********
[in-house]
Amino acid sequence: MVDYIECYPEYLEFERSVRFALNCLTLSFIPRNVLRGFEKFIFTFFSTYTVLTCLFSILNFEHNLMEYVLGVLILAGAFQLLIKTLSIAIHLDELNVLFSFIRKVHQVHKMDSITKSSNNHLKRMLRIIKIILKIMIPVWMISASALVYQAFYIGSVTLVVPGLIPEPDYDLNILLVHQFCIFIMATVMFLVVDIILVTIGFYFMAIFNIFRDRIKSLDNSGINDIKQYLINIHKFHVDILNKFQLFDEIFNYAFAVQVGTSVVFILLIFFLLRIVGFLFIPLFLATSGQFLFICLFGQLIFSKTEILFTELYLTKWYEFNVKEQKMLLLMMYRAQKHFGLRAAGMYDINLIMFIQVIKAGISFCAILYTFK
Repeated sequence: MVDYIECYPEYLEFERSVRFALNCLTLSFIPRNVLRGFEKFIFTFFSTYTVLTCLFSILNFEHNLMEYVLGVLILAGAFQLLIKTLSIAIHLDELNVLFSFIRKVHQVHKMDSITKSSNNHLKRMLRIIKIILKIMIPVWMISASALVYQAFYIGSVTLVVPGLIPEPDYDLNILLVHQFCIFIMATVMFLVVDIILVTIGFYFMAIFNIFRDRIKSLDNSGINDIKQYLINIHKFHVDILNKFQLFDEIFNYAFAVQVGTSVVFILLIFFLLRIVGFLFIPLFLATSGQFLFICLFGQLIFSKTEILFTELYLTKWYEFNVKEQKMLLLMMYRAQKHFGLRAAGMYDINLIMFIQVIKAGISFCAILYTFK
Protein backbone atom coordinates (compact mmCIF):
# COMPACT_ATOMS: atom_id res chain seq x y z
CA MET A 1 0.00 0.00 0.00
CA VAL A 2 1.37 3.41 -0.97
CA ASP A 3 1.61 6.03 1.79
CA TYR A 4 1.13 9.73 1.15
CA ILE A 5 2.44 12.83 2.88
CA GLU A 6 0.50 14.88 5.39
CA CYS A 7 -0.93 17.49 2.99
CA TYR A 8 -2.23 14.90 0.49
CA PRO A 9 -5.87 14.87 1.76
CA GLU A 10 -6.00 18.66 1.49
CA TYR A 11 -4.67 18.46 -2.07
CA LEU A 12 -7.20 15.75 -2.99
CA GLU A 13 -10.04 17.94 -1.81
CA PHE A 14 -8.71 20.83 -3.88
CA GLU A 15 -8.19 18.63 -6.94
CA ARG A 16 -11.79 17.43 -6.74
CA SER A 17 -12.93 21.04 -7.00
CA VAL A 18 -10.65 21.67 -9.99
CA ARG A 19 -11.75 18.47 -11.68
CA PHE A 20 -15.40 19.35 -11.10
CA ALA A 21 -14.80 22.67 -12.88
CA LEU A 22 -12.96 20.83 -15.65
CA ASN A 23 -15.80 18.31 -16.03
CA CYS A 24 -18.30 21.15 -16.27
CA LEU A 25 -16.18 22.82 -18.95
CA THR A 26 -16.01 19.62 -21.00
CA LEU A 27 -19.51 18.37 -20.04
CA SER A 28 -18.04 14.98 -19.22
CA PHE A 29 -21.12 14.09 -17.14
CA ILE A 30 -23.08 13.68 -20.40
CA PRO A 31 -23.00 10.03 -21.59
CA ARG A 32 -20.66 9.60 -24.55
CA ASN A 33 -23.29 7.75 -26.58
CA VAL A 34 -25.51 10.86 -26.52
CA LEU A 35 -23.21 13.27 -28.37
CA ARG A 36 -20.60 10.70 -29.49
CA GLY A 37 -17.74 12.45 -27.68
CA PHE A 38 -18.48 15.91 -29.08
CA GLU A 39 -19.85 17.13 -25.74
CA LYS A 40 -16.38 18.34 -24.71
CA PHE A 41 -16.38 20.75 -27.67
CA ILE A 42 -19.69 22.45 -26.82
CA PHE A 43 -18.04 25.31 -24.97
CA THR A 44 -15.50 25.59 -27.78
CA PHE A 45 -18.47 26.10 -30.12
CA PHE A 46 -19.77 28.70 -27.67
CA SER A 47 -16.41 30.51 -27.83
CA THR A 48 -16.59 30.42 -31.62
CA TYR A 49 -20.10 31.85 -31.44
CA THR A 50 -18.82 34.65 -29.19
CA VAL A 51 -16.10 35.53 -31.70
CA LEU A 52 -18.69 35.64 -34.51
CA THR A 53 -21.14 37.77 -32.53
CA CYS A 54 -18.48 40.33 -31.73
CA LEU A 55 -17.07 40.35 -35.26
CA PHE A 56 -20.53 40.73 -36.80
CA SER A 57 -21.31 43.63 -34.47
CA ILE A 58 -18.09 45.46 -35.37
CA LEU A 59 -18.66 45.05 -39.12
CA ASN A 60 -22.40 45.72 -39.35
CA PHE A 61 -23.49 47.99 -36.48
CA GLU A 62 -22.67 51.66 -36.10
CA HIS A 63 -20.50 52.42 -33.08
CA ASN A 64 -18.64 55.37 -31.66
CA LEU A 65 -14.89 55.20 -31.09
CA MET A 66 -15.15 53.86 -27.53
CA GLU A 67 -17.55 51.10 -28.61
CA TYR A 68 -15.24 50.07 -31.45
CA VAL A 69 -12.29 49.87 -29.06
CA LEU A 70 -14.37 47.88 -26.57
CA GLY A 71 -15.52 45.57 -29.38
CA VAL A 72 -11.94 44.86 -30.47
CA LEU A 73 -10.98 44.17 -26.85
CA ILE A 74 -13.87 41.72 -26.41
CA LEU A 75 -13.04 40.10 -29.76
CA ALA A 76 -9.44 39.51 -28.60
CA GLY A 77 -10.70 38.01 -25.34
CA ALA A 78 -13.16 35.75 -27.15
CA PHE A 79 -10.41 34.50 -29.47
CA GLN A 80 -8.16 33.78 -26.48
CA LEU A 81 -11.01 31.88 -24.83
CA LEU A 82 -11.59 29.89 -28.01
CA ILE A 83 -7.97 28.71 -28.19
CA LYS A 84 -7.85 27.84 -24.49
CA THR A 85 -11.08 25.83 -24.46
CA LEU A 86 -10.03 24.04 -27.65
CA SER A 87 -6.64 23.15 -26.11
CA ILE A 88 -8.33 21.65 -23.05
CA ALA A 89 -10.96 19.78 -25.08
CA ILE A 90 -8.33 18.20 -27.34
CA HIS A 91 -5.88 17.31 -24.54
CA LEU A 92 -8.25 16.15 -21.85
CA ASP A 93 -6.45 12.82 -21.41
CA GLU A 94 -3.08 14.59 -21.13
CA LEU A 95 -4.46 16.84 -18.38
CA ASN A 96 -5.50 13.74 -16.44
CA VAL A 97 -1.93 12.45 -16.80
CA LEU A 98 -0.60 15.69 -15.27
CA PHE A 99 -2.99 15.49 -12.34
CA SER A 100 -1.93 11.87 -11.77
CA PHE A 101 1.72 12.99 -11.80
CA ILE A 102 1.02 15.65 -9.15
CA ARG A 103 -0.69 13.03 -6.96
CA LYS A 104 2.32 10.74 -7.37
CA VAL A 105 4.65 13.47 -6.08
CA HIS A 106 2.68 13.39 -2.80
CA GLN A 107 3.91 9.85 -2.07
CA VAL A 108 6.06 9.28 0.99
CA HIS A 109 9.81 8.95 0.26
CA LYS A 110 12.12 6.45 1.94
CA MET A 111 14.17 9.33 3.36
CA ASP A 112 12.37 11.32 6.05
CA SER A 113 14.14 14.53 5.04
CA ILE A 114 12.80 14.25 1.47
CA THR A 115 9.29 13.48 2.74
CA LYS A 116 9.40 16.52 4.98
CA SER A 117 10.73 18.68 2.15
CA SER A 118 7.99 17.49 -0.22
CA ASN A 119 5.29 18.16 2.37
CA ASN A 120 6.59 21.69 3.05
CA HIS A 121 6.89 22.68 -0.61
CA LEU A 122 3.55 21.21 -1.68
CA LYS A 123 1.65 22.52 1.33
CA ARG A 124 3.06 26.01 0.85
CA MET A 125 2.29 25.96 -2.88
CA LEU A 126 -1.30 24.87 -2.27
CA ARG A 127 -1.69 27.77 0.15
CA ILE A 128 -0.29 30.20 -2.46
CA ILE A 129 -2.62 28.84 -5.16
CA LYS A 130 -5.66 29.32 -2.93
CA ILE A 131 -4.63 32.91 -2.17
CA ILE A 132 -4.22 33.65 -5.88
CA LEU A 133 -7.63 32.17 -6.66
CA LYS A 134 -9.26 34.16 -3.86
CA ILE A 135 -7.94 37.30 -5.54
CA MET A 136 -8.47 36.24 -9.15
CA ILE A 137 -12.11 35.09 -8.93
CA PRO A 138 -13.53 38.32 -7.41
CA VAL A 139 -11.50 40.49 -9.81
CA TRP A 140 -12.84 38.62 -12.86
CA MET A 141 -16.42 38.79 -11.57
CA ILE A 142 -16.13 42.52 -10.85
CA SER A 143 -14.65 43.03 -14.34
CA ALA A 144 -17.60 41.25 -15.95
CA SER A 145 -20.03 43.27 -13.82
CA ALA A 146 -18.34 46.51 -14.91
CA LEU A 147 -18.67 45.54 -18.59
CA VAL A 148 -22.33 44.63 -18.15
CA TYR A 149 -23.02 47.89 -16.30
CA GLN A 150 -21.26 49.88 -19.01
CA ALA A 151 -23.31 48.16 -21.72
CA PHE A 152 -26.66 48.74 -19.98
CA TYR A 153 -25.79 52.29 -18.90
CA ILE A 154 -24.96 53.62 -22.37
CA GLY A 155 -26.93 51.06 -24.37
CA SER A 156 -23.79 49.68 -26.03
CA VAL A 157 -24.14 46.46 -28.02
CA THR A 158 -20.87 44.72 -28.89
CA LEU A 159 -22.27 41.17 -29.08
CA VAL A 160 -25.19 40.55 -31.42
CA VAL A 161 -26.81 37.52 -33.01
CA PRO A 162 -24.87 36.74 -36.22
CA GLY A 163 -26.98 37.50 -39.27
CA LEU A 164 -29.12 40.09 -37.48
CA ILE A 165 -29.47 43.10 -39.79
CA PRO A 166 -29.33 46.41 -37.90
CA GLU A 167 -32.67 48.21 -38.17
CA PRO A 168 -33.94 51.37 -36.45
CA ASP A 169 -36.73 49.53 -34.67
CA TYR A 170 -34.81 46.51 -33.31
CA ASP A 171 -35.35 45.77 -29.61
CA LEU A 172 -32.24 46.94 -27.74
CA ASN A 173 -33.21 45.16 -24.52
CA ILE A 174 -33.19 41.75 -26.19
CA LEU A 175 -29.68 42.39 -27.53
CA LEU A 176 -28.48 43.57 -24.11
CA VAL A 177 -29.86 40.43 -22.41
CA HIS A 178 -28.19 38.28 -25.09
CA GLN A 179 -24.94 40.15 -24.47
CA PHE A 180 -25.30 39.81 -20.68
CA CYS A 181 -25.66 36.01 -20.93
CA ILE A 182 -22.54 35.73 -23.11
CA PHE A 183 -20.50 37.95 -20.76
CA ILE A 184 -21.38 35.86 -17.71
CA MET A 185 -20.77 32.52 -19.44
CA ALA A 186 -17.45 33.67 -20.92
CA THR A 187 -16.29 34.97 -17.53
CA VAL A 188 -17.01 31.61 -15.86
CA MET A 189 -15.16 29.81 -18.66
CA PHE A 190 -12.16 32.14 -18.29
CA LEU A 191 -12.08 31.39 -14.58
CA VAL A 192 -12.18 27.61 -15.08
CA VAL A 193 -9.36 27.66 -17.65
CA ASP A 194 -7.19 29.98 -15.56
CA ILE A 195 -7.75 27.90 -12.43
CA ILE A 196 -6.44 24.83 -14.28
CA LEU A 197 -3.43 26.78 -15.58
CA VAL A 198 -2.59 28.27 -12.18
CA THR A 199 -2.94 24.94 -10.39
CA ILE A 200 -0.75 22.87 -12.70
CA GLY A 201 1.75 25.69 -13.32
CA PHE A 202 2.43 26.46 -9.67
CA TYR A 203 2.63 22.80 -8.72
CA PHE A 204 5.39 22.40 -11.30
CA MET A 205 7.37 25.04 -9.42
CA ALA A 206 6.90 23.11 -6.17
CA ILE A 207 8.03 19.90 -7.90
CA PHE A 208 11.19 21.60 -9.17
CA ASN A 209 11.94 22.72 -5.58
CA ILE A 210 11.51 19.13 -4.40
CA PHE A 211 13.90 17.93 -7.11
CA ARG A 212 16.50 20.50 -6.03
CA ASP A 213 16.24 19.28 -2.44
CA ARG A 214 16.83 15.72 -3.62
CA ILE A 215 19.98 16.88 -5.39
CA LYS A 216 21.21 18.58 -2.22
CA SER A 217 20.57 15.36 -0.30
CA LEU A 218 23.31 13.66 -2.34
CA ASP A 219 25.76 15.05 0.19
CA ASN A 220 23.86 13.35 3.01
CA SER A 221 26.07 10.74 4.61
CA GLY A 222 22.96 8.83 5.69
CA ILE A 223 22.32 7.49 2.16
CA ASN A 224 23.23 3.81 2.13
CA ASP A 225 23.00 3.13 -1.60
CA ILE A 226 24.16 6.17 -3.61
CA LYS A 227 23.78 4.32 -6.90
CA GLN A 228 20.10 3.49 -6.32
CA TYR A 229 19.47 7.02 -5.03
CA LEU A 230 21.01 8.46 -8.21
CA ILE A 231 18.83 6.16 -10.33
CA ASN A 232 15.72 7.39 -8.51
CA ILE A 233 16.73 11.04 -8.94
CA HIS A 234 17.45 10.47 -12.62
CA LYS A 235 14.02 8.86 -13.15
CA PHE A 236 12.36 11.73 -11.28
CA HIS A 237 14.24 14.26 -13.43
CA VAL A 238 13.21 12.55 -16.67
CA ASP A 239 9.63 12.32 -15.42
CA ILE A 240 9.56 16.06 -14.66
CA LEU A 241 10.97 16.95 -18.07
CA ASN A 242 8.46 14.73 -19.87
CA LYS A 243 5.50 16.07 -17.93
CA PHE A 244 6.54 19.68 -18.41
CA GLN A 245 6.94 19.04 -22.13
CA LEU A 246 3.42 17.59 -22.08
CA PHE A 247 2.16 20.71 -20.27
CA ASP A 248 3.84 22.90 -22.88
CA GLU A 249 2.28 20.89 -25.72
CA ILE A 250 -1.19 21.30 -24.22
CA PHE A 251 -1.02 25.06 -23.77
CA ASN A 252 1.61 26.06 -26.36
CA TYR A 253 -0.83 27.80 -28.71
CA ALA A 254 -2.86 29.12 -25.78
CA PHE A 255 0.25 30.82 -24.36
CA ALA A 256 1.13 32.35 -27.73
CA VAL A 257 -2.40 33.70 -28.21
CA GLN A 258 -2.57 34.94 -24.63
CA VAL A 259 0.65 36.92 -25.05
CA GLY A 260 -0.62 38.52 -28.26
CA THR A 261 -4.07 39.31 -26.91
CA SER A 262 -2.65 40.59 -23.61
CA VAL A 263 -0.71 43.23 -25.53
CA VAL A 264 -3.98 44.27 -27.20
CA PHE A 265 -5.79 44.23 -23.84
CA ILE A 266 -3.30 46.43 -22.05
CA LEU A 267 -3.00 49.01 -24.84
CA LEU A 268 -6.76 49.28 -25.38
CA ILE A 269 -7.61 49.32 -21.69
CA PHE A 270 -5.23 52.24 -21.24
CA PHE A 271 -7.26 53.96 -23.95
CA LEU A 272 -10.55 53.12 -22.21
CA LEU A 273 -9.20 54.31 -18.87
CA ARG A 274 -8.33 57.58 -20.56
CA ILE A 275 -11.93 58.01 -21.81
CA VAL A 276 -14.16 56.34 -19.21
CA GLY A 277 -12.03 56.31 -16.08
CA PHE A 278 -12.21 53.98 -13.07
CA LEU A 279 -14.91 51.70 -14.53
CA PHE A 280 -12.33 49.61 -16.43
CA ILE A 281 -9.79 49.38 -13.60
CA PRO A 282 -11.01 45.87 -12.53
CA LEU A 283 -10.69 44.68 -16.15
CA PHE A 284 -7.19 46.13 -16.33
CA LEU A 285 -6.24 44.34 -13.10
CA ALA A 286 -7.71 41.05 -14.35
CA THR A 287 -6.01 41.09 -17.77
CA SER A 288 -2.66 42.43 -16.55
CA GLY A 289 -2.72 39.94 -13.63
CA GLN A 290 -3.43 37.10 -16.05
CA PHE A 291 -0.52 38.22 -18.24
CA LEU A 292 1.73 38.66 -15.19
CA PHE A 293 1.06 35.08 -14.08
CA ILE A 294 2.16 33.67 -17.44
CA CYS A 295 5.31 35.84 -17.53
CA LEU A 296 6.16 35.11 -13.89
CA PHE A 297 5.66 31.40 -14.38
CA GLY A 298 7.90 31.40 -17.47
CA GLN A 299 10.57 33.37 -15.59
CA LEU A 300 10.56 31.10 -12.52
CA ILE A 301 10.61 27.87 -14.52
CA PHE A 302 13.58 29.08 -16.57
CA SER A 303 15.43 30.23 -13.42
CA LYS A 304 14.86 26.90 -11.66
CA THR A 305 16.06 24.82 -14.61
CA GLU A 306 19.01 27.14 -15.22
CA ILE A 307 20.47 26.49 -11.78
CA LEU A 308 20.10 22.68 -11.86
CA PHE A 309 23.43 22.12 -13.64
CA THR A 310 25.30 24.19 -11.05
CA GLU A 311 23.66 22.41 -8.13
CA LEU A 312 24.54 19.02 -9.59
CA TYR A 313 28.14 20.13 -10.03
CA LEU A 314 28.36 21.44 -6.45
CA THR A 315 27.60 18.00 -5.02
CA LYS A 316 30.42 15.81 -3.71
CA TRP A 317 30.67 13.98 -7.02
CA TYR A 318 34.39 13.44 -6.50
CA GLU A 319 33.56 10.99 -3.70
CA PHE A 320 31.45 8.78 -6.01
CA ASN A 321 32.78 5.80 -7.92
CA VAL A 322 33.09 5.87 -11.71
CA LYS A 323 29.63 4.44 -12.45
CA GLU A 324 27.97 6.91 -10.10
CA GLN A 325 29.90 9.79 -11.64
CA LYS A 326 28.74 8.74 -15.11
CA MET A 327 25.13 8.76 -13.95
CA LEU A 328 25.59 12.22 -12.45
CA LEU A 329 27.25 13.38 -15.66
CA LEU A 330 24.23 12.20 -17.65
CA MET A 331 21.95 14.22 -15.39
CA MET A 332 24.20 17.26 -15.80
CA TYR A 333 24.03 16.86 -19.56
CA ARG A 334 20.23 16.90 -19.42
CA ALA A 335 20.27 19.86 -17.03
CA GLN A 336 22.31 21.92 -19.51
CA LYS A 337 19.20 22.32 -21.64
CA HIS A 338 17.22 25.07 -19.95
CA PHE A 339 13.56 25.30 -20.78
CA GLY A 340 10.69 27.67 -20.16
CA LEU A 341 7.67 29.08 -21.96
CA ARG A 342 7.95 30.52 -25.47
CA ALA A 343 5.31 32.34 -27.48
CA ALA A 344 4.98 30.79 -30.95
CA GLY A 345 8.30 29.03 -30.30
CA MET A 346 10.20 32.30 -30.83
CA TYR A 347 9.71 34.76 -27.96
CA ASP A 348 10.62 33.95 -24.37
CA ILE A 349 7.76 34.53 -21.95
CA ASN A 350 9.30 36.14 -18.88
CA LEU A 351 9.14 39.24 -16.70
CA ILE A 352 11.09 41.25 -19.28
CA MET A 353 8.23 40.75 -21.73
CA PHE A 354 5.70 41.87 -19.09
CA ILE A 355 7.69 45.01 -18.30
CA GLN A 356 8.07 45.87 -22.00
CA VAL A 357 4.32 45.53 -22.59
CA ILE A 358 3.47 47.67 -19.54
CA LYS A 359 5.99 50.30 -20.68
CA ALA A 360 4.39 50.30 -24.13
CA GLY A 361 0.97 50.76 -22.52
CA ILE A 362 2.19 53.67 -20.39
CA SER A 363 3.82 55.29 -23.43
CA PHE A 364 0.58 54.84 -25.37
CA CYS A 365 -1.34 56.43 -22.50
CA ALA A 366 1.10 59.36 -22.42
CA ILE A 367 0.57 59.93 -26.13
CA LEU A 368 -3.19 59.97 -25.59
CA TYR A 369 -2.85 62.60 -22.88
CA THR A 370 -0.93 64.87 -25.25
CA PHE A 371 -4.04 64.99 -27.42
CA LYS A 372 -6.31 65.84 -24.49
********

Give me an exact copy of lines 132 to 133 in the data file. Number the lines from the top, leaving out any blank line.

CA ARG A 127 -1.69 27.77 0.15
CA ILE A 128 -0.29 30.20 -2.46